Kerr Street Mission pitches in for refugees


Groups across the GTA are prepping to aid the 25 Syrian families that will begin news lives here.

Whether it be putting food on the table, finding a house or job, or even just opening a bank account, groups like Kerr Street Mission are ready and waiting to help.

The Oakville-based charity organization has helped 10 refugee families since June, including one from Syria.

“One family was sponsored and their sponsor lost their job, so they ended up homeless,” said Gary O’Neill, executive director at Kerr Street Mission. “We were able to get the Halton Region to give some funding to get them through a few days, and were able to connect them with an employment service.”

They also helped the family find an apartment they could afford outside of Oakville. That family is now able to pay the rent on their own.

Basic things like loans and rental agreements could be difficult or confusing for Syrians seeking refuge in the country.

Kerr Street Mission offers a food bank, community meals, after-school care, youth mentoring and development, financial counselling and more. All of which will be available to any new Syrian families in the Oakville area.

“Our hope really is to help people get to a spot where they don’t need help anymore,” said O’Neill. “Get them to the place where they’re healthier. All-around healthier.”

O’Neill said that it’s important to help Syrian refugees because, regardless of where they’re from, they’re like anyone else in need.

“Whether it’s a family that lives here in distress, or a family that’s new to the country, regardless of the situation if people show up here we’ll help them with practical care and connect them into services,” said O’Neill.

The Halton Multicultural Council plays a large role in helping refugees come to the area. It leads sponsorship meetings to ensure sponsors know what to do, meet with local Syrian families to better understand how to help them and recruit volunteers that speak Arabic to make working with refugees easier.

Kim Jenkinson, executive director of Halton Multicultural Council, says that the refugee efforts need to be coordinated in the community.

“Local sponsoring groups can also benefit from sharing resources,” she says. “It will benefit everyone to work together.”

O’Neill said that while Kerr Street Mission is prepared to help as many refugees it can, the best outcome would be for these families to be integrated well enough that they don’t need help.

“If the people that are sponsoring need help to find resources, we’ll help them,” he said. “I hope that we don’t need to help any of them because the private sponsorship they have works.”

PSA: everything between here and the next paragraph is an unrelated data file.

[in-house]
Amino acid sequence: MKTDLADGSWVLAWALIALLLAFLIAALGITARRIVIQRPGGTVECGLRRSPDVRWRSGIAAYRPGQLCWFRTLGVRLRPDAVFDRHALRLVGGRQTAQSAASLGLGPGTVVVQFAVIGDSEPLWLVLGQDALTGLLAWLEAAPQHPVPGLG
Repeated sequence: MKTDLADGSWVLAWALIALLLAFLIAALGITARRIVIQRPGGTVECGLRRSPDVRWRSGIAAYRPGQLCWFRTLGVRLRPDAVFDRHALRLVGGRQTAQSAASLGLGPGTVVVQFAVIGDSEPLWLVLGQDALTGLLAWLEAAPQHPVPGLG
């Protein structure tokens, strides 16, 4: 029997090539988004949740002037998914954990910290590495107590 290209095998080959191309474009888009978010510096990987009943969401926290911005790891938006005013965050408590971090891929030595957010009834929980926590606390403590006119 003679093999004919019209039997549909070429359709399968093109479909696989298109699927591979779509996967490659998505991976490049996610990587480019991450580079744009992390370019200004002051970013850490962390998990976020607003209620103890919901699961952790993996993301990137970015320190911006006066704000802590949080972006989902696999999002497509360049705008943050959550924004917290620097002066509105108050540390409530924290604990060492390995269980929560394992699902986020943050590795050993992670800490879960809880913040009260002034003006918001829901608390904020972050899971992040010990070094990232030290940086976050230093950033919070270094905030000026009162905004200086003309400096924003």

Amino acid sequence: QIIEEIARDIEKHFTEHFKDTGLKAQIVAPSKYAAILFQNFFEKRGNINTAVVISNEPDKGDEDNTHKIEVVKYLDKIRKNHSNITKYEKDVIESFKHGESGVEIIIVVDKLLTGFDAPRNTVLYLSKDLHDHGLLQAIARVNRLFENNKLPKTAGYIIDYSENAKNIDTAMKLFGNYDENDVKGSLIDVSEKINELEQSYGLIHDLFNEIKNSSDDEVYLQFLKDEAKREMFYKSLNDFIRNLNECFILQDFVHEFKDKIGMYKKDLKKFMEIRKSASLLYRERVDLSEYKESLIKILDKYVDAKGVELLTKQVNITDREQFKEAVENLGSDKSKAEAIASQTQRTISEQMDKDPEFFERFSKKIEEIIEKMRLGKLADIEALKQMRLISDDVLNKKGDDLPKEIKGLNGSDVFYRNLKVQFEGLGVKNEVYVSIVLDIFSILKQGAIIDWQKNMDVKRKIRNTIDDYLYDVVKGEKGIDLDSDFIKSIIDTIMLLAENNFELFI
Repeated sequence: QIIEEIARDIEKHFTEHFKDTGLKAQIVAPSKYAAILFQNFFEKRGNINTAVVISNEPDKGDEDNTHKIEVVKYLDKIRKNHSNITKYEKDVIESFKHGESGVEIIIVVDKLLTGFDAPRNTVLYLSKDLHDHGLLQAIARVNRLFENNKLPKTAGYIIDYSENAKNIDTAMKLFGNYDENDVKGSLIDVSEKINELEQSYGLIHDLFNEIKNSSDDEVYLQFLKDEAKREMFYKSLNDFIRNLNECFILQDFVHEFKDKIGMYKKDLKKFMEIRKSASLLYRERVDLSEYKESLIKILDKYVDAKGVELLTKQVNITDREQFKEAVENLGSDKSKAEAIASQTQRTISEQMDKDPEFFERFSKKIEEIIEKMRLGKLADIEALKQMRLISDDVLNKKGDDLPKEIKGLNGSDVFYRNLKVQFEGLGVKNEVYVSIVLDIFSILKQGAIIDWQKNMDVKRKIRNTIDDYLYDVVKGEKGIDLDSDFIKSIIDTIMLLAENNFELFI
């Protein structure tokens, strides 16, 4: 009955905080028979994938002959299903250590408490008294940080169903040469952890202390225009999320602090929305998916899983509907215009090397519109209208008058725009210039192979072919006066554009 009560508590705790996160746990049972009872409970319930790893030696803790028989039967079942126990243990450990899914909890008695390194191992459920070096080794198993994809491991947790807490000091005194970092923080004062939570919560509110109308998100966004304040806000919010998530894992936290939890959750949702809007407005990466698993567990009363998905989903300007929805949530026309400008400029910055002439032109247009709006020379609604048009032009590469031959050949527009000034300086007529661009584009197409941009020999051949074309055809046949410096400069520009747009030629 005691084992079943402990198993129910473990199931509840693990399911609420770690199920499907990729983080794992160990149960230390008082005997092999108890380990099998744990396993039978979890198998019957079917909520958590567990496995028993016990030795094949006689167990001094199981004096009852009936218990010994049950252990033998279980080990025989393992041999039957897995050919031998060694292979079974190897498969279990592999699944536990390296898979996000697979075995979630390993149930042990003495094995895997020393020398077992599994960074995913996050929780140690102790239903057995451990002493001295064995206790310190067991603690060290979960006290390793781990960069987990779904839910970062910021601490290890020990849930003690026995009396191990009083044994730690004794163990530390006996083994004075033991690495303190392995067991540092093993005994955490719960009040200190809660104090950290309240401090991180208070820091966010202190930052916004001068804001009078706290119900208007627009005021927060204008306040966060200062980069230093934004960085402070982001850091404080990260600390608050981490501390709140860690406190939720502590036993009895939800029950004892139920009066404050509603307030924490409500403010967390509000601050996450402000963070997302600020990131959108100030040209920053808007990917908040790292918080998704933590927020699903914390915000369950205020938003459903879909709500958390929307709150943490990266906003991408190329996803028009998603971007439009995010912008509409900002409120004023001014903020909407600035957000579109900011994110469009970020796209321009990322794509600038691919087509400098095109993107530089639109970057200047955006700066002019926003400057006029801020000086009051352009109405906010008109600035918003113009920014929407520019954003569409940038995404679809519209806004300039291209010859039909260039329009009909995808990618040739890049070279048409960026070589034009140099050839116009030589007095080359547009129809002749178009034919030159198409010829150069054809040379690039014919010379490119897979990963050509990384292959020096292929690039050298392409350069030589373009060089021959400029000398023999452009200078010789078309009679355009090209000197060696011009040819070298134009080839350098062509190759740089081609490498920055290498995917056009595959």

Due to experiences in his personal life O’Neill feels compelled to help people in his community.

“My dad had a very successful business and things kind of took a left turn,” he said. “We went through a period of time where as a family we went from having everything and more to having very little to nothing.”

O’Neill says that the sponsoring cost for a family of five is around $32,000. In comparison, the low-income threshold for a family of four was $41,568 in 2012.

Citing the high cost of living in the area, Jenkinson questions whether that will be enough money.

“I do not believe you can support a family of five here on $32,000,” she said. “The sponsoring groups are very resourceful and are looking for donations to help ease the costs – but whether it is donated in cash or in kind, a family could not easily live on $32,000.   Especially when they are essentially coming with nothing.”

The money is believed to be enough to get the families started, but beyond that they might need help from groups like Kerr Street Mission.

Prime Minister Justin Trudeau plans to bring in 25,000 Syrian refugees by the end of February, 10,000 of whom will be arriving this year.

It was originally thought that some of those government-assisted refugees would be coming to Oakville, but at a round-table meeting last week it was announced that none will come to the town through official channels.

Many families will still arrive in the town, but it will be through private sponsorships.

“I think they’re hoping to have 60 families in total, but right now we only have sponsors for 25,” said O’Neill.

The first few families will arrive in the next couple of weeks, with the rest of the 25 arriving by April.

If you would like to know more on this topic, Sheridan Sun reporter Ross Andersen has made a map to plot out where the refugees will be placed.

Syrian refugees come to Ontario


<div class=”storify”><iframe src=”//” width=”100%” height=”750″ frameborder=”no” allowtransparency=”true”></iframe><script src=”//”></script><noscript>[<a href=”//” target=”_blank”>View the story “Trudeau’s refugee plans have hit a snag, but will continue” on Storify</a>]</noscript></div>